June brush fire rekindles arson fears in Mount Washington

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MOUNT WASHINGTON — Investigators are asking the public for help cracking a fourth suspected case of arson off West Street after a large brush fire last month.

The fire appeared to have burned itself out, according to Jennifer Mieth, public information officer for the state Department of Fire Services.

Egremont Fire Chief Joe Schneider, whose company also covers Mount Washington, said no one had reported the fire at the time, and that he learned of it later from investigators.

Detectives with the Office of the State Fire Marshal still do not know the exact date of that fire. 

It is the latest fire to rattle the area in the last six months. On Dec. 14, an arsonist set three structures ablaze, one after another, burning a historic cottage to the ground, gutting a second abandoned home on the same state-owned property, and badly damaging a house across the dirt road.

Multiple fire companies, led by Egremont, responded after a guest leaving a Christmas party around 1:15 a.m. saw flames from afar rippling in the state forest.

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State police began roaming the area soon after, and residents — about half of whom are second homeowners — have since feared another arson spree.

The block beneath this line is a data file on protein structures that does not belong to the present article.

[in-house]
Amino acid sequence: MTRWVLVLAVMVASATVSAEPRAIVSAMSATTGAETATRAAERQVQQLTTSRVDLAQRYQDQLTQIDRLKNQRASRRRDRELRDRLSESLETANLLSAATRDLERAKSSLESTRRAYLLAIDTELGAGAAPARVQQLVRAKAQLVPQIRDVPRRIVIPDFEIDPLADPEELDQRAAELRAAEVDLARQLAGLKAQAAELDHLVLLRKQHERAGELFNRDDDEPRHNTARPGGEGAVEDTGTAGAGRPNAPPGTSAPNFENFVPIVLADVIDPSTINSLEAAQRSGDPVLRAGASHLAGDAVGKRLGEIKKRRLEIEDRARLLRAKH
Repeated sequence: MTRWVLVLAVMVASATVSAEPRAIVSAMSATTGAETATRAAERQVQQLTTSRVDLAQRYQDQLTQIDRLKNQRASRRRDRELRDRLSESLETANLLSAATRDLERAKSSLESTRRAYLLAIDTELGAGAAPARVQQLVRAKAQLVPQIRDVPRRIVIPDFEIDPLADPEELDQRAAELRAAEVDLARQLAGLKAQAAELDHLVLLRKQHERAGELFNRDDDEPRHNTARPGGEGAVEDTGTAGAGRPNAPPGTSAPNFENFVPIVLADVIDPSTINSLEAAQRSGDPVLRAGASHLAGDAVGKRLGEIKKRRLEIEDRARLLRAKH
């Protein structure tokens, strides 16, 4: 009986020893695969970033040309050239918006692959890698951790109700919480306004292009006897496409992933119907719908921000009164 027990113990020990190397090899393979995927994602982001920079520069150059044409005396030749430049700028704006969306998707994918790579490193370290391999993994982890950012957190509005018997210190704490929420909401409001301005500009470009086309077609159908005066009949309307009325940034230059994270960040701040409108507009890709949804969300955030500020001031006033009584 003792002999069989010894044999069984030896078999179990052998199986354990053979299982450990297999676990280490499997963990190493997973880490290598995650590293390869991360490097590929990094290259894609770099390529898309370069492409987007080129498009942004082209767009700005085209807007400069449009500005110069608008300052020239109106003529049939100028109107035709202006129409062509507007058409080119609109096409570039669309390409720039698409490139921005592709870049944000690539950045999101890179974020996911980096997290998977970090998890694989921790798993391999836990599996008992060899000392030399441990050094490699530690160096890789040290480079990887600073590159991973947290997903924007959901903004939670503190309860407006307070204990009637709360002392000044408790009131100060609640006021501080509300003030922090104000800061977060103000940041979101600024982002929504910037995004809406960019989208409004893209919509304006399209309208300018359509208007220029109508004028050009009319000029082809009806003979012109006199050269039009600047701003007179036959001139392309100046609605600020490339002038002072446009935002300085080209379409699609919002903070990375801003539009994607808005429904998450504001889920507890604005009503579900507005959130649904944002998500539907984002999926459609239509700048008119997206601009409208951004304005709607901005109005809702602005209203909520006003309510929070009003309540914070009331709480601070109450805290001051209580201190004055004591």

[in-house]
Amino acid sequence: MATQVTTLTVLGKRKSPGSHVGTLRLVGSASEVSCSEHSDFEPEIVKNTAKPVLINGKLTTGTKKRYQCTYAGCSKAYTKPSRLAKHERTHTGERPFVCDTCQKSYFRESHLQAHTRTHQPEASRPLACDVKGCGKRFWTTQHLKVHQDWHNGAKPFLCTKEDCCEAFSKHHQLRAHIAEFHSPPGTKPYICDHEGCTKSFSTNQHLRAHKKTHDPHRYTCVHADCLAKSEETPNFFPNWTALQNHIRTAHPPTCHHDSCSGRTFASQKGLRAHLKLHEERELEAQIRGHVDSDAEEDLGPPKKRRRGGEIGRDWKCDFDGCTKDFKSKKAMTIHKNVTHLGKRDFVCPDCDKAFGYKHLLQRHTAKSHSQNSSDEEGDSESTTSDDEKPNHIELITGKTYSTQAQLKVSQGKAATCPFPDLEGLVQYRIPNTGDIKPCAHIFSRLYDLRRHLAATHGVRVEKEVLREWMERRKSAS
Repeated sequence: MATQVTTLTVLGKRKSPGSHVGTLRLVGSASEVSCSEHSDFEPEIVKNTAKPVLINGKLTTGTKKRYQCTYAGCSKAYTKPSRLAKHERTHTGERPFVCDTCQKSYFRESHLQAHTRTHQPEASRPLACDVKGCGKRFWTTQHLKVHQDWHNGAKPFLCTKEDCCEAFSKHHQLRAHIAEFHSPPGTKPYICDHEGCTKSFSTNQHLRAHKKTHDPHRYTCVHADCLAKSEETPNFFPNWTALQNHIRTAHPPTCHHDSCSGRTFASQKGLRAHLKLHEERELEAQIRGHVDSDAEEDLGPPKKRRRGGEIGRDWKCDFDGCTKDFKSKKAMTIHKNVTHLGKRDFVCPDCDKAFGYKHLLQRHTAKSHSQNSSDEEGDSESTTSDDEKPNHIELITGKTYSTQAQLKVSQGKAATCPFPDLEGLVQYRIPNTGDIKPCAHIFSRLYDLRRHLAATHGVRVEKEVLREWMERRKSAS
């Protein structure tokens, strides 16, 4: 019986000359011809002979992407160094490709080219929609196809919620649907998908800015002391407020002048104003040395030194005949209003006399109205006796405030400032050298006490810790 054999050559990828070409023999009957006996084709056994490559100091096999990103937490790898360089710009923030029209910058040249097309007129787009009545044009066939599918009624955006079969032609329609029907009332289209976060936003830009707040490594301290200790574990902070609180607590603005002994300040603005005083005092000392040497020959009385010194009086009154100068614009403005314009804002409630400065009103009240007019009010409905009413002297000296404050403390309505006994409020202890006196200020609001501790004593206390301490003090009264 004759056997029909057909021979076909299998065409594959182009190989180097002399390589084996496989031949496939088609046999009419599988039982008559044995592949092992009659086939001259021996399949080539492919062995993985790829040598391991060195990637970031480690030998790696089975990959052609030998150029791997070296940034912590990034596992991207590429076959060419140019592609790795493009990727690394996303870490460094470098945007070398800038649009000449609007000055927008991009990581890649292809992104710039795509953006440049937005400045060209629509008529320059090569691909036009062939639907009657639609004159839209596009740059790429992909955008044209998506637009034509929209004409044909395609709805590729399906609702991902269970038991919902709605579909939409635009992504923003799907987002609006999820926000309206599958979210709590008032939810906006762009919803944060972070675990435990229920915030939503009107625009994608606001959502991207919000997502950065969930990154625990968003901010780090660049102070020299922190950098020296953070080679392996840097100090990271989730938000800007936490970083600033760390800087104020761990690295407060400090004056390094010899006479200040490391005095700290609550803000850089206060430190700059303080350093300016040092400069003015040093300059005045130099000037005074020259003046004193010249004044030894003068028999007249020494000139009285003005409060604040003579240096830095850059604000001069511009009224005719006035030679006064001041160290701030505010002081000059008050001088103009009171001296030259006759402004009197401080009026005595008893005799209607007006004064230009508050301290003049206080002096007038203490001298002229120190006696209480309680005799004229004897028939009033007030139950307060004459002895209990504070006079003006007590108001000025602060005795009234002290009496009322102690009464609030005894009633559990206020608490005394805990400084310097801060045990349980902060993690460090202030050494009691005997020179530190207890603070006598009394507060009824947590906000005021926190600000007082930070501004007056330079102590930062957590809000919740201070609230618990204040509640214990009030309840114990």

Mieth said no arrests have been made, and that the investigation is active and ongoing. Initially, police said they had some leads.

"It's very strange," Schneider said of the fires, noting that arriving at those scenes was disquieting.

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Despite that case appearing to have gone cold, an increased state police presence remains in what is one of the state's smallest towns, said Select Board Chairman Brian Tobin.

"People are being more careful," he said, noting that the feeling among residents is that "closure" is unlikely.

Tobin says he knows nothing about the brush fire, though he's been asked about it.

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And it hasn't helped settle nerves that down the road, a 170-year-old school house slated for state historic preservation money was vandalized with spray paint several months ago. It's since been repainted, but residents are wary of threats to this cherished building.

"It's out of sight so we need to keep an eye on it," Tobin said.

Arson is not new to West Street or the larger area, here at the border with New York state.

In 1993, an arsonist burned down the main building of the Alice Rich Northrop Memorial Camp, a fresh air camp off West Street for low income children from Manhattan. The camp is a short walk from the arsonist's December targets.

And between 1980 and 1992, around 40 fires in the surrounding Copake, N.Y., area were attributed to an arsonist. Some of those devastated farms and businesses, and those cases remain cold.

Heather Bellow can be reached at hbellow@berkshireeagle.com or on Twitter @BE_hbellow and 413-329-6871.


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